A selection of experts answer a new question from Judy Dempsey on the foreign and security policy challenges shaping Europe’s role in the world.
Hillary Clinton may intervene more in Syria, but don’t assume she’s a hardened interventionist.
The Trans-Pacific Partnership is a necessary condition for the United States to establish a market-oriented and open regional economic order in the Asia-Pacific.
Donald Trump’s policies on Syria suggest he may favor Assad and has learned little about the country.
The 1956 Suez Crisis created a rift between London and Paris that has hampered European defense ever since.
For the Assad regime, the strategic aim of continued violence is to secure the economic and financial assets it will need in order to survive the transition from war to peace.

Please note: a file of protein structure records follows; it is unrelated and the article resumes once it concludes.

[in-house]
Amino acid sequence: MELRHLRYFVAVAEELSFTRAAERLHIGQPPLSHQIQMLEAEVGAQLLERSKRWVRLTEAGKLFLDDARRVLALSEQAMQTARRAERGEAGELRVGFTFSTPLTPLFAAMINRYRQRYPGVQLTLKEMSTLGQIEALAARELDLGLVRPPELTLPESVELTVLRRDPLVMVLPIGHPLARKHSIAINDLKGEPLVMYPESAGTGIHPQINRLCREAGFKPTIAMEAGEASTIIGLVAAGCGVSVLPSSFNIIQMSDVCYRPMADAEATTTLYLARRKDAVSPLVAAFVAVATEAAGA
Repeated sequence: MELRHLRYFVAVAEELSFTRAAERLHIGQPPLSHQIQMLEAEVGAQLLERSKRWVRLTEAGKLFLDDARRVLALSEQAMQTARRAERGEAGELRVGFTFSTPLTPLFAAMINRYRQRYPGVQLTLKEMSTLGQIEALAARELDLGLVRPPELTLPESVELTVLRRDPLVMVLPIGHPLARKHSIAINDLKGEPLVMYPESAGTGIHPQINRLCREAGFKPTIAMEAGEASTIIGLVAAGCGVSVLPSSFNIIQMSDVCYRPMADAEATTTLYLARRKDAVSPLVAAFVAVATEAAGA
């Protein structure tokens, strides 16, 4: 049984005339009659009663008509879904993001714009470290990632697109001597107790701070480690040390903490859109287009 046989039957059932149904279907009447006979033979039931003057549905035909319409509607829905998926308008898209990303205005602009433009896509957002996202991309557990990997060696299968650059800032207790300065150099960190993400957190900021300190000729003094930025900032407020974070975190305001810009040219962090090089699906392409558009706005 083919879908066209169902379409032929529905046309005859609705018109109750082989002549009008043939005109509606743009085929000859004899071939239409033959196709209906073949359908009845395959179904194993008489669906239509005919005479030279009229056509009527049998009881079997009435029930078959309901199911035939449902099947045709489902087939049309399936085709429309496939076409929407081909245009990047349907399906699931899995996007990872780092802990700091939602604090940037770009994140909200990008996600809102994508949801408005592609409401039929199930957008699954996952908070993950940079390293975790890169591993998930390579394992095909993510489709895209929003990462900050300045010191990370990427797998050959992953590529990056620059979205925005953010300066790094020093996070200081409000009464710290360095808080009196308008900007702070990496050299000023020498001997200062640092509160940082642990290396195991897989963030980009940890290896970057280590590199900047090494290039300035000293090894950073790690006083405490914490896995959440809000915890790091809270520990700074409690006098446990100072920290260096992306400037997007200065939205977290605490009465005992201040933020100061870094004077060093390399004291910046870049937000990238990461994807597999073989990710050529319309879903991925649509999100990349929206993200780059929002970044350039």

Even though the Clean Power Plan’s opponents will present the battle against climate change as one we cannot afford to fight, in reality it is one we cannot afford to lose.
U.S. policy toward Pakistan has cost the lives of soldiers and undermined the reconstruction of Afghanistan. Unfortunately, it will most likely take a major terrorist attack to change this policy.
The collapse of U.S.-Russian diplomacy and the escalating violence in Aleppo have once again opened the floodgates for ideas on how to intervene in Syria.
European and U.S. influence in the world will decrease further as the West becomes more inward-looking and increasingly reluctant to project power.